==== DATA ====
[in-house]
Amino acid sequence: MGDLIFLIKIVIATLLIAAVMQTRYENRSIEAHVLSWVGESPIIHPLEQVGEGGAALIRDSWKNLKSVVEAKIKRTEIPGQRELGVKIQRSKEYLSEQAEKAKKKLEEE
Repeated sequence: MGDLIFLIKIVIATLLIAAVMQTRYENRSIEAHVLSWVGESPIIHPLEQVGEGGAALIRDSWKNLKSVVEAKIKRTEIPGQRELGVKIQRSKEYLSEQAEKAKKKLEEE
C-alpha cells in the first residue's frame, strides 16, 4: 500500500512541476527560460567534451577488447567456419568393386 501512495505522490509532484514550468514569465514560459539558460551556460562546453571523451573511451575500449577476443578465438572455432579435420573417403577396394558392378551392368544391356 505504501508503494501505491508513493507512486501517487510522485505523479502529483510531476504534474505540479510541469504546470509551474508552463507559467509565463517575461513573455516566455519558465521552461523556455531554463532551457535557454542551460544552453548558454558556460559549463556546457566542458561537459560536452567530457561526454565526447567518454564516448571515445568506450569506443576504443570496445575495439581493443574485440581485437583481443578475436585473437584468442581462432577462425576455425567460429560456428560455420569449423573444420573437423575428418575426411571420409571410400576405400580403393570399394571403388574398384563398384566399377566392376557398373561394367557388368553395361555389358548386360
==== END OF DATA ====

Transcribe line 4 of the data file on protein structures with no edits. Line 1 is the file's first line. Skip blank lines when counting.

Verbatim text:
C-alpha cells in the first residue's frame, strides 16, 4: 500500500512541476527560460567534451577488447567456419568393386 501512495505522490509532484514550468514569465514560459539558460551556460562546453571523451573511451575500449577476443578465438572455432579435420573417403577396394558392378551392368544391356 505504501508503494501505491508513493507512486501517487510522485505523479502529483510531476504534474505540479510541469504546470509551474508552463507559467509565463517575461513573455516566455519558465521552461523556455531554463532551457535557454542551460544552453548558454558556460559549463556546457566542458561537459560536452567530457561526454565526447567518454564516448571515445568506450569506443576504443570496445575495439581493443574485440581485437583481443578475436585473437584468442581462432577462425576455425567460429560456428560455420569449423573444420573437423575428418575426411571420409571410400576405400580403393570399394571403388574398384563398384566399377566392376557398373561394367557388368553395361555389358548386360